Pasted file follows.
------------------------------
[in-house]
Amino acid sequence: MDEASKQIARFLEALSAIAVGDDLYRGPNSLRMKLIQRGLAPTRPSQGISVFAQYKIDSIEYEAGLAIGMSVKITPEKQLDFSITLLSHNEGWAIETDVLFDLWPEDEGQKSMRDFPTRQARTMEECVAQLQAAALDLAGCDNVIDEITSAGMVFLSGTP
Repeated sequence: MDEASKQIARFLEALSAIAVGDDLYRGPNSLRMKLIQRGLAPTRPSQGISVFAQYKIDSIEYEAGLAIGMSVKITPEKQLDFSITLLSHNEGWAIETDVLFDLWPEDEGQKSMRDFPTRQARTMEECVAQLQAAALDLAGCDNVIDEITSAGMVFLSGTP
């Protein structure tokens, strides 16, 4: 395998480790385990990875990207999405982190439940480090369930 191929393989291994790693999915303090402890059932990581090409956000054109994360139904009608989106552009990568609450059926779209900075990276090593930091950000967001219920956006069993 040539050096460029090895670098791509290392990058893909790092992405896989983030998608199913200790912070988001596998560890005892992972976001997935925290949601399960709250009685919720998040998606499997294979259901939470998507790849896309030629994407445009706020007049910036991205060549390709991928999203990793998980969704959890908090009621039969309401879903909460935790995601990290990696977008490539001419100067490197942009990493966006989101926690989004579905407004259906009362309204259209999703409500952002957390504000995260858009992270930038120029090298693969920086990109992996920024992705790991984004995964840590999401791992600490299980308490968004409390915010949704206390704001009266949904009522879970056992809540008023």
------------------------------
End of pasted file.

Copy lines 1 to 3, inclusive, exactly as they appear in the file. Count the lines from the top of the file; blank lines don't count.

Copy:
[in-house]
Amino acid sequence: MDEASKQIARFLEALSAIAVGDDLYRGPNSLRMKLIQRGLAPTRPSQGISVFAQYKIDSIEYEAGLAIGMSVKITPEKQLDFSITLLSHNEGWAIETDVLFDLWPEDEGQKSMRDFPTRQARTMEECVAQLQAAALDLAGCDNVIDEITSAGMVFLSGTP
Repeated sequence: MDEASKQIARFLEALSAIAVGDDLYRGPNSLRMKLIQRGLAPTRPSQGISVFAQYKIDSIEYEAGLAIGMSVKITPEKQLDFSITLLSHNEGWAIETDVLFDLWPEDEGQKSMRDFPTRQARTMEECVAQLQAAALDLAGCDNVIDEITSAGMVFLSGTP